The Love Will See Us Through

It makes a difference in our everyday moments how much love we feel from those around us. This is always true. And as mothers who are navigating the unchartered terrains of discovering what family-centered learning looks like for our children, this love is necessary to sustaining a vibrancy, a joy, a hope in our work.

When we feel loved, supported, celebrated, and seen we function differently. We greet the day with more energy. We face the challenges, we find more creative solutions, we hold onto dreams with a more expansive and lasting faith in ourselves and our process. Love matters, and feeling deeply loved matters the further we journey into these unknowns.

I come from a family of educators, engineers, and business owners. Academic achievement was always praised. Sometimes my great-aunt in New York would send us money for getting good grades. The Honor Roll and other merits were the expectation, period. Doing well in school was just what everyone did. Getting into college wasn’t so amazing, as I was a fifth generation college student—something that is phenomenal for a black family surviving generations of racism, violence, and economic oppressions in the United States of America.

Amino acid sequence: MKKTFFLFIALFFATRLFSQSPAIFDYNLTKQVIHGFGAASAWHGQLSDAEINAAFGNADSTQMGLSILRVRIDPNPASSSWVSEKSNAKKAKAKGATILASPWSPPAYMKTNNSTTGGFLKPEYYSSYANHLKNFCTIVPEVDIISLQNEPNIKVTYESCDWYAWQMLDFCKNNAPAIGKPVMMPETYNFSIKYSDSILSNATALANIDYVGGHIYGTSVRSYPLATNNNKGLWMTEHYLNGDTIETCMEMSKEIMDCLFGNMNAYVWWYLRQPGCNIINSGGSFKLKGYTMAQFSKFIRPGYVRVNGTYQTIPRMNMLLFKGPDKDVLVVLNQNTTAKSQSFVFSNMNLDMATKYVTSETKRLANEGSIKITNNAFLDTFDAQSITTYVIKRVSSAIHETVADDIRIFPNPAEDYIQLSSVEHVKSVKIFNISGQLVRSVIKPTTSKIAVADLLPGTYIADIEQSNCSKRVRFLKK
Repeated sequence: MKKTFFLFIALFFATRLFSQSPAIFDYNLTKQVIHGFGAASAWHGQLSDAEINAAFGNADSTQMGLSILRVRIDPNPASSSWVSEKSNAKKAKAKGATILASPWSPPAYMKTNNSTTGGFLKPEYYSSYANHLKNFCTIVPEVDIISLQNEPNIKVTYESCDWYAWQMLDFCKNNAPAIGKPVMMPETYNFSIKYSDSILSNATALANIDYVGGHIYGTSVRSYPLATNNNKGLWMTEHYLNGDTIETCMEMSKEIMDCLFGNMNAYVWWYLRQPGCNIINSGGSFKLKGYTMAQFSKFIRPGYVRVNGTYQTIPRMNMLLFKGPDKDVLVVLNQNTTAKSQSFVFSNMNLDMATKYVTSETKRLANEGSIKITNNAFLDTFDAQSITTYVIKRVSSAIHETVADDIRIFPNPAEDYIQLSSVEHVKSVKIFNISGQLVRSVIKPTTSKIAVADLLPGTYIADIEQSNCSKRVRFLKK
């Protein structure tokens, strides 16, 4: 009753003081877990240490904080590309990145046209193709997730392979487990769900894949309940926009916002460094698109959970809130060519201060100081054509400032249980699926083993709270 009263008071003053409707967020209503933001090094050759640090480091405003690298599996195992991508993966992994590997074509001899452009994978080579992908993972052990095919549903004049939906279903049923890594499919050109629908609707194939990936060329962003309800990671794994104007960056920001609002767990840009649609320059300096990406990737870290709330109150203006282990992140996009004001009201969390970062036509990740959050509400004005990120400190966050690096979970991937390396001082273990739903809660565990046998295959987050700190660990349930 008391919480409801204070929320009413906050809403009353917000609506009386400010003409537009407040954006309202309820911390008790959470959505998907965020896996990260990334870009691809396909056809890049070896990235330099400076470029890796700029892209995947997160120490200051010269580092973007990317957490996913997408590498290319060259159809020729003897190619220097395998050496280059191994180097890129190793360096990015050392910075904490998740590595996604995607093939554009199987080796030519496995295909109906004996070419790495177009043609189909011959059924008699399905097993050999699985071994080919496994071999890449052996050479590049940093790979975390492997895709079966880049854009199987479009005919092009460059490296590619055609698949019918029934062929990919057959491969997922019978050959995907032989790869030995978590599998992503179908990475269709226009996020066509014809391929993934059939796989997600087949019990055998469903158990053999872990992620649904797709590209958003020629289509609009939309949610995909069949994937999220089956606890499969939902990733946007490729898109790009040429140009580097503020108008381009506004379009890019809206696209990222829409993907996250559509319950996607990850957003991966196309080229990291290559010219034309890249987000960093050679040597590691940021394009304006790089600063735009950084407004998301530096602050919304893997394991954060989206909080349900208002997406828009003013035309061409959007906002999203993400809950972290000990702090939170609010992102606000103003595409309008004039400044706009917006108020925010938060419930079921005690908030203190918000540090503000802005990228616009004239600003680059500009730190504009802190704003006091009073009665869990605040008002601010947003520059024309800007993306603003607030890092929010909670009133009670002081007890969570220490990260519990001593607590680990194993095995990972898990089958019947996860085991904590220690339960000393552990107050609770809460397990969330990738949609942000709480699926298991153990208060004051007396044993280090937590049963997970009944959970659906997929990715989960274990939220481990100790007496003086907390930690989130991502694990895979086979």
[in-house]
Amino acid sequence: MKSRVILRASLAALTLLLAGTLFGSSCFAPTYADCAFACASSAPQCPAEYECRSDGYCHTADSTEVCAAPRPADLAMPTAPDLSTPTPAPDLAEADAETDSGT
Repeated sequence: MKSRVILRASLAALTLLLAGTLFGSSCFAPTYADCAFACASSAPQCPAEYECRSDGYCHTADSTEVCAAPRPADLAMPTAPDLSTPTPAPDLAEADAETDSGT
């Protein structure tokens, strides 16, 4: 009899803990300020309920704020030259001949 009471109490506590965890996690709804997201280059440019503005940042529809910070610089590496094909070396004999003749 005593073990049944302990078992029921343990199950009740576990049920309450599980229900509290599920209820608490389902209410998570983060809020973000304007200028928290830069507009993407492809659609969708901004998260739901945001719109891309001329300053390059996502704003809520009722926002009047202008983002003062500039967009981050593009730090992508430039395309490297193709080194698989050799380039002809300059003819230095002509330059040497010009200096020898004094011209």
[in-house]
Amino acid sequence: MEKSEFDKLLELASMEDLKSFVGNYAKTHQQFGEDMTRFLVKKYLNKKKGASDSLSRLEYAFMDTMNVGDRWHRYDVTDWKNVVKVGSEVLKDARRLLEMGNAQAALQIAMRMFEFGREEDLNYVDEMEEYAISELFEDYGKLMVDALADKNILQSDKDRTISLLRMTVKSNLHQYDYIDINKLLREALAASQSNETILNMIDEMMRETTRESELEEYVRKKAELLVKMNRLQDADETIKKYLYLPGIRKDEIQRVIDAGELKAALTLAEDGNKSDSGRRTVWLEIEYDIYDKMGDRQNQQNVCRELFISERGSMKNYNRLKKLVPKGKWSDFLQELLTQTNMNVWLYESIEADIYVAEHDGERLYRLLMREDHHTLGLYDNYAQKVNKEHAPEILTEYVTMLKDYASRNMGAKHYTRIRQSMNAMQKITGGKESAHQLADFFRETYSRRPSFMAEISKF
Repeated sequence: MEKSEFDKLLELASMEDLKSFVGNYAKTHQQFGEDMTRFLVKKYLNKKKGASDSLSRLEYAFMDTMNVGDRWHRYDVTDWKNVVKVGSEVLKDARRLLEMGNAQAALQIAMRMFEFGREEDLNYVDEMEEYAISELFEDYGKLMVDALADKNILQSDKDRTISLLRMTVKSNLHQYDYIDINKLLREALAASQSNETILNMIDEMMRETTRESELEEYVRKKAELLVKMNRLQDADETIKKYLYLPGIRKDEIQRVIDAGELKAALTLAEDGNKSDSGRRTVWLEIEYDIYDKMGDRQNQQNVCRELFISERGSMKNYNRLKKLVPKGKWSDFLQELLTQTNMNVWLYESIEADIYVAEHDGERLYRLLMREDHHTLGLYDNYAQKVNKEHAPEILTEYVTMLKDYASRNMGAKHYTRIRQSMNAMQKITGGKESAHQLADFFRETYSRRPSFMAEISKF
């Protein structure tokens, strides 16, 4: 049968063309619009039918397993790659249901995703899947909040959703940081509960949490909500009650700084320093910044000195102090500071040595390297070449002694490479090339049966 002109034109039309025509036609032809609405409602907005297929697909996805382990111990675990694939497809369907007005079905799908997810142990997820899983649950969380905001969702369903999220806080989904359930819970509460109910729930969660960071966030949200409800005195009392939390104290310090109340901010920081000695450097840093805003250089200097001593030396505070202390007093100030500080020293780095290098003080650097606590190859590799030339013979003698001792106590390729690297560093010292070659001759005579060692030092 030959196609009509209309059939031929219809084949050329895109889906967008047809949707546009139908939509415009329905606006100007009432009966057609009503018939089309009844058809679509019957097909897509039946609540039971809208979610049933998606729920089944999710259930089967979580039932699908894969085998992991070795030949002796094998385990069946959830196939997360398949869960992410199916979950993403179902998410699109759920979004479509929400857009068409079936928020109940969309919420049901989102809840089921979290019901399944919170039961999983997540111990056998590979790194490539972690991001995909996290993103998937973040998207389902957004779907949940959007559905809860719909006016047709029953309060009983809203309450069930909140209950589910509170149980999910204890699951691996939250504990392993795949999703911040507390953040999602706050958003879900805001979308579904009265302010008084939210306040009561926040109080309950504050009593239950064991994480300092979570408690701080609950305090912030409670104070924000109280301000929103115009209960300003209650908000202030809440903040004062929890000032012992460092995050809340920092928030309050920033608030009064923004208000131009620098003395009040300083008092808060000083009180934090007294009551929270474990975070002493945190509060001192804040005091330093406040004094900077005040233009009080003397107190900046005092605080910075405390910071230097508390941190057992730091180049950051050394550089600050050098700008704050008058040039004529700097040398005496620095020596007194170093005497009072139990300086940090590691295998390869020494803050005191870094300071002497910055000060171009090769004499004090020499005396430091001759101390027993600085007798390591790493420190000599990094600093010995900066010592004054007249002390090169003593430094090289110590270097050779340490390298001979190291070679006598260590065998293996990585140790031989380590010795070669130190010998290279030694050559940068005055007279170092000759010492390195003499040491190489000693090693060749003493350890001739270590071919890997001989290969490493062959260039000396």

For me to have had such a privileged start, for all the sacrifices that were made for me to have a “good education,” my choice to nurture my children outside of that system, and instead within in family-centered learning model rooted in love, experimentation, and passion, is baffling to many people who had a part in raising me. Most often this is expressed as bewilderment. Sometimes its more hostile. It takes a lot to be present with the process. I spend long stretches of time allowing for the slow revelations of truth to happen organically in our family process. Many days I am practicing how to really feel my way through to what and how our family learning lab will be. And on days when there is no clear and tangible love shown for our efforts, it can be frustrating, even heartbreaking.

In my family we communicate on a seven-person text group about all things related to the family. It’s my parents, my husband, my brothers, and my sister-in-law all on one thread. It’s how we stay connected across multiple households. Of all the grandkids, my children are the only ones who are not in a sit-down school. (Yes, I’m experimenting with moving away from words like “traditional” to refer to the dominant school culture.) When my nieces and nephews get rewarded at school, or accomplish something exciting, or do something interesting, there is an outpouring of positive messages from the family. Their goodness, and the value of that goodness, is easily identifiable in the system of standardized education. A report card with As and Bs, an award from a school contest, a certificate from the principal—all of this is familiar to the adults in the family and so the expression of encouragement and congratulations for the children who achieve these things flows effortlessly.